GMAW Fundamentals: Part 1 of 2 (WDTM3)The learner will examine the fundamentals of GMAW.Author  Craig Schmidt 



Question 1: What does the abbreviation GMAW stand for?
Answer 1: Great Metal Arc Working Answer 2: Gas Material Arc Welding Answer 3: Gas Metal Arc Welding Correct Answer: Gas Metal Arc Welding Feedback: Gas metal arc welding is a welding process that uses an arc between a continuous filler metal electrode and the weld pool. 



Question 2: What is another abbreviation for GMAW ?
Answer 1: MIG Answer 2: WAMG Answer 3: MEG Correct Answer: MIG Feedback: MIG stands for Metal Inert Gas. 



Question 3: The three basic metal transfer modes in GMAW are short circuiting, globular transfer, and spray transfer. What would a fourth one be?
Answer 1: Under arc Answer 2: Hot spray Answer 3: Pulse spray Answer 4: Under arc or hot spray Correct Answer: Pulse spray Feedback: Pulse spray is much like a spray transfer but it has two levels of current: one constant lower background current and a second pulsing current that goes above the “transition current” to spray. Pulse spray also requires a special pulsing power source. 



Question 4: What material thickness is recommended for short circuit transfer?
Answer 1: 2 inch Answer 2: Thin Answer 3: Thick Answer 4: Any thickness Correct Answer: Thin Feedback: Because of the low voltages and currents (amps) used, thin material is best suited for short circuit transfer. 



Question 5: How many short circuits occur per second while welding in short circuit transfer?
Answer 1: 515 Answer 2: 600800 Answer 3: Two Answer 4: 20250 Correct Answer: 20250 Feedback: "Short circuit" is defined as an arcon/arcoff weld cycle.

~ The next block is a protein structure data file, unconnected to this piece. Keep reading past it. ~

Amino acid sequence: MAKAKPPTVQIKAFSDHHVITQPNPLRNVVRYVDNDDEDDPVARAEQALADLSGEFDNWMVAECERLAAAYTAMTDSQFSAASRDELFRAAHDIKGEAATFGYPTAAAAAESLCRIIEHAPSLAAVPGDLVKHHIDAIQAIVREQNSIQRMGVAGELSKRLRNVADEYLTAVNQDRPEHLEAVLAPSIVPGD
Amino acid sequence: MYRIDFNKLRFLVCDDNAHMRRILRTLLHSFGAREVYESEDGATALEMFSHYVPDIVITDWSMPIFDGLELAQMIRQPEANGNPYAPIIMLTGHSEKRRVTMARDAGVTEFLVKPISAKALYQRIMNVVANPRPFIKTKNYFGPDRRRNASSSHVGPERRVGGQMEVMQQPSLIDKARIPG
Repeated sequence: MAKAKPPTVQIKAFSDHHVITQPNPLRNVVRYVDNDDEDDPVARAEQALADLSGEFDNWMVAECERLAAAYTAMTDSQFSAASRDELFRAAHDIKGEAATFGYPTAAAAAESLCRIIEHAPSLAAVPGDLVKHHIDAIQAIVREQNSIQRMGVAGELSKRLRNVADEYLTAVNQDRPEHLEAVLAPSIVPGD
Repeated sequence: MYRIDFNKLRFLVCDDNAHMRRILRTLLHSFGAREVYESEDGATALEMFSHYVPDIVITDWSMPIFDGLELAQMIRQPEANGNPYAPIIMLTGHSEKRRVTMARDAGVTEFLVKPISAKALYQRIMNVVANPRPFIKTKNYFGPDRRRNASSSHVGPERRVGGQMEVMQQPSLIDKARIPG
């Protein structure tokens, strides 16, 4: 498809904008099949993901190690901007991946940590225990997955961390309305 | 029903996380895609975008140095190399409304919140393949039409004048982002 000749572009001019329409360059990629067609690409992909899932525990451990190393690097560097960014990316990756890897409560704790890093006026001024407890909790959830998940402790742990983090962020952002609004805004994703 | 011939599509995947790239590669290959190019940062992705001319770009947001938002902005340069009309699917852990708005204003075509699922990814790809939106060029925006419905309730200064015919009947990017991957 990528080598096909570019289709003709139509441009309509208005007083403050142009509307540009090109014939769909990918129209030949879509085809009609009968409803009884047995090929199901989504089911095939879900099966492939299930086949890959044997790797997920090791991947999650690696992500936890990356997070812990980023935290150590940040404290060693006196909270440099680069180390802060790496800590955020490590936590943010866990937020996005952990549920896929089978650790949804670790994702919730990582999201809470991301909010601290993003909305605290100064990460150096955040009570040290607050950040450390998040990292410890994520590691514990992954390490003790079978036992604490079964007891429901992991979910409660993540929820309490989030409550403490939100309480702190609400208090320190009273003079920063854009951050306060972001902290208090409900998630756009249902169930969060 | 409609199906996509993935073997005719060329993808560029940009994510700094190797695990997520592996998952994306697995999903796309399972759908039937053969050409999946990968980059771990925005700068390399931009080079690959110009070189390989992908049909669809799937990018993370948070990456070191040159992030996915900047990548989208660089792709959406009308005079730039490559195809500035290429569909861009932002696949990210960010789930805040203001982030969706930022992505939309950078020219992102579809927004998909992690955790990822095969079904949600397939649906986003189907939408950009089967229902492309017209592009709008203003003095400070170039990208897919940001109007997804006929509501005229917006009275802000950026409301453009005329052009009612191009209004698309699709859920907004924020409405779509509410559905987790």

Question 6: Buried arc is an offshoot of short circuit. What makes buried arc different from short circuit?
Answer 1: The name Answer 2: The wire and gas used Answer 3: Excessive wire feed speeds (WFS) Answer 4: The machine being used Correct Answer: Excessive wire feed speeds (WFS) Feedback: Buried arc creates short circuits below the surface of the material. 



Question 7: Globular transfer is the least preferred transfer method.
Answer 1: True Answer 2: False Correct Answer: True Feedback: Globular transfer is the least preferred transfer method because of the large amounts of spatter created and the possibilities of weld discontinuities. 



Question 8: Spray transfer requires an argon gas content of at least what percentage?
Answer 1: 75% Answer 2: 50% Answer 3: 90% Answer 4: 80% Correct Answer: 80% 



Question 9: How many times does the electrode contact the material when welding in spray transfer?
Answer 1: 20200 Answer 2: 50100 Answer 3: One Answer 4: 10 Correct Answer: One Feedback: Spray transfer is defined as an open arc (always on). Droplets form and detach across the arc at a rate of hundreds per second and therefore only contact the material once at the arc start. 



Question 10: Spray transfer requires high voltages and high WFS. What positions and thickness of material is spray transfer best suited for?